In writing, I often don’t want to do the next step, but I have to remind myself that I won’t regret doing it. I will regret not doing it.

Apply that to your list. Will you regret taking another step toward accomplishing your goal today? Probably not. Will you regret waiting or “skipping just one day”? Probably.

You’ve got to make yourself do what you’ll be proud of later. Don’t be fooled; no one wants to show up every day for whatever their dream is. Some hate everyday; others only hate some days.

The trick is to keep forcing yourself to do it when it’s hard. This is how you clear that list of all the “some day I will” things that clog it. You’ve just got to do it, even when it’s hard, even when you don’t want to. Make it a habit; make it the default. Picture yourself always doing it and feeling satisfied that you didn’t quit. That’s how you do it.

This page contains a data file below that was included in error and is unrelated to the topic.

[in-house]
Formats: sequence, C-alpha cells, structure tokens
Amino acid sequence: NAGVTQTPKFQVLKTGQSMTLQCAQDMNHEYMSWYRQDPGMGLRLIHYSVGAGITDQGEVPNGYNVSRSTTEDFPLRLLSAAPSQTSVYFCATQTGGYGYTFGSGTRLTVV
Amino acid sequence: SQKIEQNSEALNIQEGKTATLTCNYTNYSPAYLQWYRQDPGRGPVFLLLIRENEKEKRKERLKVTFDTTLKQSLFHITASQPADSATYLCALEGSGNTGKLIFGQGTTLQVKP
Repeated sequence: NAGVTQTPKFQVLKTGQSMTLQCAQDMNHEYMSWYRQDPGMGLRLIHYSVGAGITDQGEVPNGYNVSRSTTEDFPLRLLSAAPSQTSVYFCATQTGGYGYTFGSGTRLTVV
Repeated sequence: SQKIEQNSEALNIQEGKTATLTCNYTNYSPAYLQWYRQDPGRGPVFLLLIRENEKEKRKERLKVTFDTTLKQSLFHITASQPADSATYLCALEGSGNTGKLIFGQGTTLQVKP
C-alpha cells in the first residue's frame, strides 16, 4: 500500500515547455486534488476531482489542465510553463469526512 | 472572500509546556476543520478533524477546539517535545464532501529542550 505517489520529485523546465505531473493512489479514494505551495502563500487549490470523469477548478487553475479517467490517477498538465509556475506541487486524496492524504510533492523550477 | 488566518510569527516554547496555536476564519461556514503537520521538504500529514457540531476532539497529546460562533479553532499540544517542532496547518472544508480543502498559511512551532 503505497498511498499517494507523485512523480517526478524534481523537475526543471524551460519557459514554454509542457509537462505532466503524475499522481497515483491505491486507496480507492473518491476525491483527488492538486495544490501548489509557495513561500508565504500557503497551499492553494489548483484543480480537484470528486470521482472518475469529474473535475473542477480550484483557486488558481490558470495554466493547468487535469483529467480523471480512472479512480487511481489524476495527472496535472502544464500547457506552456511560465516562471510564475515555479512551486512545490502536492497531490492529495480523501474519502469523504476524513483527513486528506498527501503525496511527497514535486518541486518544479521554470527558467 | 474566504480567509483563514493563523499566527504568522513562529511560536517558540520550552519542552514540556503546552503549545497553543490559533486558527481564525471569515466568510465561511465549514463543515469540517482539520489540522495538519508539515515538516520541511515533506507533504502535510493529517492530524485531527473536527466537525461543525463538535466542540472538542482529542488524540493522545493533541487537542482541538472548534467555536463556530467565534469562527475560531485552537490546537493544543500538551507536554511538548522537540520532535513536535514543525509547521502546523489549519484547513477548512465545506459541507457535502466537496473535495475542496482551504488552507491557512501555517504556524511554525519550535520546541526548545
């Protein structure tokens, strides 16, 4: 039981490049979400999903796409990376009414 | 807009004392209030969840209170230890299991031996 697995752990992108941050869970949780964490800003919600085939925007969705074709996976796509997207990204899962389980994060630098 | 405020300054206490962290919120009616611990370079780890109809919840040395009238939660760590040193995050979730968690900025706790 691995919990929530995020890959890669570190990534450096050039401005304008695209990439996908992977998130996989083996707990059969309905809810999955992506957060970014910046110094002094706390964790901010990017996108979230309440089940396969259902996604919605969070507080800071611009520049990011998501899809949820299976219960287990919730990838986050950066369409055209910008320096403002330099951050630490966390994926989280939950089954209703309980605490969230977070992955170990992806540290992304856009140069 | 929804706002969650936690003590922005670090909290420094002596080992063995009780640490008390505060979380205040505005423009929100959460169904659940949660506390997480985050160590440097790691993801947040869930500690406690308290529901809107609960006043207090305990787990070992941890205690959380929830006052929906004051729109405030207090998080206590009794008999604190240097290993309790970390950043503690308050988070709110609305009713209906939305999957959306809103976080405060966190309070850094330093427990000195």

Take another moment and look at that list, whether it’s on paper or not, you know your “to do someday” list. Which thing has a step, however small, that you can do today, to make progress? Now, do it.

Remember that you will die. It could be sooner than you think. Do you want to clear space in your brain for other things or do you want to walk around with your hard drive full? Imagine the satisfaction you’ll feel when it’s done, when you can check it off of your “to do someday” list.

You can be an author, a runner, a business owner, a pastor, a painter, whatever you want. You just need to move your to do someday further down the field into “I am doing it now” territory. Don’t settle there either. You want to get to done as soon as you can, balancing done with done well, while not giving into the temptation of either “good enough” or “perfect.”